The Nature Conservancy in Wisconsin is excited to announce the hiring of Ricardo Costa as the chapter’s new Agricultural Strategy Manager. Costa will help the organization advance its work with farmers to improve soil health and protect water quality in Wisconsin’s lakes and streams.
Costa joins TNC after several years as Michigan State University Extension’s Field Crops Educator and Plant Pathology instructor, where he worked directly with farmers to develop and implement conservation practices. Costa holds a M.S. in Plant Sciences from the University of Missouri and a B.S. in Agronomy from Federal University of Mato Grosso in Brazil. He is a Certified Crop Advisor and 4R Nutrient Management Specialist.
TNC works with Farmers for Sustainable Food to support six farmer-led groups in Calumet, Dane, Door/Kewaunee, Lafayette, Sheboygan, and St. Croix counties whose members are putting conservation practices on their fields to improve sustainability on their farms and protect water quality. TNC provides farmers with incentive funds to adopt new practices, such as cover crops and reduced tillage.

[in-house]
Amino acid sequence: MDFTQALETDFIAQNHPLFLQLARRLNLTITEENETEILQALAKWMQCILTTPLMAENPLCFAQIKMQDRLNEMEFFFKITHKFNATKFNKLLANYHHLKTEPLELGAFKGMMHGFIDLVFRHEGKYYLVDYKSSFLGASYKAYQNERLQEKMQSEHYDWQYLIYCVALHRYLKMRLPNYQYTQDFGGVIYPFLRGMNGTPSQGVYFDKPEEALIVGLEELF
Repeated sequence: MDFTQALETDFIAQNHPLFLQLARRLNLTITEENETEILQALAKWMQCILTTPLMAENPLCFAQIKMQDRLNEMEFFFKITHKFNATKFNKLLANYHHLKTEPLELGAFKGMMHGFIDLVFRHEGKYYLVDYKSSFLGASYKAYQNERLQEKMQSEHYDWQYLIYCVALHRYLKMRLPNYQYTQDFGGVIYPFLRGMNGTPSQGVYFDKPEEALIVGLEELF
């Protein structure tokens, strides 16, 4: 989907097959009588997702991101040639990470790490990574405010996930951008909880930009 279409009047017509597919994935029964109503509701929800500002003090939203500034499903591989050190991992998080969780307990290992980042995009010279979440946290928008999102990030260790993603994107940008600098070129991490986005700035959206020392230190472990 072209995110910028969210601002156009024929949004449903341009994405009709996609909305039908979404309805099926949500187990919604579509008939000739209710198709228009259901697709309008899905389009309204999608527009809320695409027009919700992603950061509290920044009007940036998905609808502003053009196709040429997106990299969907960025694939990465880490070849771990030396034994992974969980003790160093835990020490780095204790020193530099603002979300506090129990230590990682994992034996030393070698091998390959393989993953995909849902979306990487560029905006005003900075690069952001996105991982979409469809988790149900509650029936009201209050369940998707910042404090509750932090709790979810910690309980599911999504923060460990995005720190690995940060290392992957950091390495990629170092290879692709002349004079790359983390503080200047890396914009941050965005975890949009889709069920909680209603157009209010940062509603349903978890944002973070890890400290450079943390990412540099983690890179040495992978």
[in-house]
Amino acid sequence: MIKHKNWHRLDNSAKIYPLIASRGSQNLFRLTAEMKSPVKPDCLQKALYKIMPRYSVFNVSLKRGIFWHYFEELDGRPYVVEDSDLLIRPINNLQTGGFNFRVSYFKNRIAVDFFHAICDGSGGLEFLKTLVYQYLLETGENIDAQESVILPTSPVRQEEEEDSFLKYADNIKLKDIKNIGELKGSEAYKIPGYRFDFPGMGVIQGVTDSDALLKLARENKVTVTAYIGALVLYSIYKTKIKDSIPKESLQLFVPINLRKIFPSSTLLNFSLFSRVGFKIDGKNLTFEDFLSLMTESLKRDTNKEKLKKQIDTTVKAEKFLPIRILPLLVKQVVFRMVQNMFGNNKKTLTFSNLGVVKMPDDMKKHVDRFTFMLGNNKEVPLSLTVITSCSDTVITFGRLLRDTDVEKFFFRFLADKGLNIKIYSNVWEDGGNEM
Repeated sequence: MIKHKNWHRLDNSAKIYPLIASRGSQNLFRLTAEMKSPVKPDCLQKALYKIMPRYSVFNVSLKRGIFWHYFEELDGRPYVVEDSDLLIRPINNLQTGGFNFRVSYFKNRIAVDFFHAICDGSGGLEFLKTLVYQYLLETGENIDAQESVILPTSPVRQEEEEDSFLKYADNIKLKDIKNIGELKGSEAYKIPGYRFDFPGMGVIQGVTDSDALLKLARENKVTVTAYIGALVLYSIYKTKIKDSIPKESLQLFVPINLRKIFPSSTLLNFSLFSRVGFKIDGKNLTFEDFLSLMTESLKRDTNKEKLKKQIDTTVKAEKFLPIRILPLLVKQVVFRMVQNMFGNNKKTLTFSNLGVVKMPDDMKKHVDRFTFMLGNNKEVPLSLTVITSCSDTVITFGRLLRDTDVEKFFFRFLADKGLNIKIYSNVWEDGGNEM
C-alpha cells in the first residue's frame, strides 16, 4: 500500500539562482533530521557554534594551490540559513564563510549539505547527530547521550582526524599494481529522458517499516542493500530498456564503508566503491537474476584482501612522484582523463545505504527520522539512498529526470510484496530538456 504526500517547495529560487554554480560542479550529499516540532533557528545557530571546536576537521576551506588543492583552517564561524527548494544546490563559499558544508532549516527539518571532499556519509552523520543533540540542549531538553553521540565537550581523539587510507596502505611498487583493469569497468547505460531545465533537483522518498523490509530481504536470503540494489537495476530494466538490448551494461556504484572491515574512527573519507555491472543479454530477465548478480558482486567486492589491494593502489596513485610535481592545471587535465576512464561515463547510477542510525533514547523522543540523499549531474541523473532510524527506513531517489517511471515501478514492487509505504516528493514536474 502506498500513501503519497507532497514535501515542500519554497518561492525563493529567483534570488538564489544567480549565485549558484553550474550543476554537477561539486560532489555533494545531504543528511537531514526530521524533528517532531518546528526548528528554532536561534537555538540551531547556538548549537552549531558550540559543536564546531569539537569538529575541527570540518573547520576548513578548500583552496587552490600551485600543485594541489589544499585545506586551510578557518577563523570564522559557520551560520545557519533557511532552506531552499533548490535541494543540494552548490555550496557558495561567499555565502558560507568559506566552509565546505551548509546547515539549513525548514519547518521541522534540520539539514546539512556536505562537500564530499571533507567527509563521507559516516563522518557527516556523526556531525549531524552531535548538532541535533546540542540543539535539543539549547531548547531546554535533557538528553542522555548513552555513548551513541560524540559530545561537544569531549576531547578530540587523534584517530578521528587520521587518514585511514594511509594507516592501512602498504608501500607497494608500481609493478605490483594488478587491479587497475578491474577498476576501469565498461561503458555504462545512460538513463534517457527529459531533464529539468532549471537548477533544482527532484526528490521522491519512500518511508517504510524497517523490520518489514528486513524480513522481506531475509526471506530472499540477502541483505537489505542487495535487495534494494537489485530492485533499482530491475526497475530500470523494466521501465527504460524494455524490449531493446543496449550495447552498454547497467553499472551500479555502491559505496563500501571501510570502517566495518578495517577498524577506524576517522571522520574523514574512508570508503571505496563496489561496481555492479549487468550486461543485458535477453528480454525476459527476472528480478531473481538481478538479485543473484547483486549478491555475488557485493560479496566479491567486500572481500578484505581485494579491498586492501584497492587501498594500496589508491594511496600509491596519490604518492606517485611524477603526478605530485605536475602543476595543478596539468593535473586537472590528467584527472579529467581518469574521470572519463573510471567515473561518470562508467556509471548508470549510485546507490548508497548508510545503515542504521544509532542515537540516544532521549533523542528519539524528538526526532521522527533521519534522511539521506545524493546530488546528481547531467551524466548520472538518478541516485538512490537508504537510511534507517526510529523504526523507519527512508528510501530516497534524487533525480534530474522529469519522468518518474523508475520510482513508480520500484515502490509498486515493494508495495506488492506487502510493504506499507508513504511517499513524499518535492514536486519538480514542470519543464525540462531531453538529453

Costa will work directly with these farmers to add new practices, help track their outcomes, and reach out to other farmers to share information and lessons learned. He will also help advance TNC’s Midwest agriculture strategy, which is focused on nature-based solutions that help to sustainably provide people with food and water.
“I am excited to have the chance to do this work for a global non-profit like TNC here in Wisconsin,” Costa says. “Nature-based solutions like cover crops, treatment wetlands, and reduced tillage are already being used by farmers who want to do the right thing for their communities while also benefitting the bottom line. Healthy agriculture is essential for people and nature.”
“We are happy to have Ricardo on board to expand our work with farmers, Farmers for Sustainable Food, and others in the agricultural community to strengthen on-farm conservation practices that help improve soil health and protect water quality in our lakes and rivers,” said Steve Richter, The Nature Conservancy’s agricultural strategies director in Wisconsin.
The Nature Conservancy is a global conservation organization dedicated to conserving the lands and waters on which all life depends. Guided by science, we create innovative, on-the-ground solutions to our world’s toughest challenges so that nature and people can thrive together. We are tackling climate change, conserving lands, waters and oceans at an unprecedented scale, providing food and water sustainably and helping make cities more sustainable. Working in 76 countries and territories—37 by direct conservation impact and 39 through partners—we use a collaborative approach that engages local communities, governments, the private sector, and other partners. To learn more, visit www.nature.org or follow @nature_press on Twitter.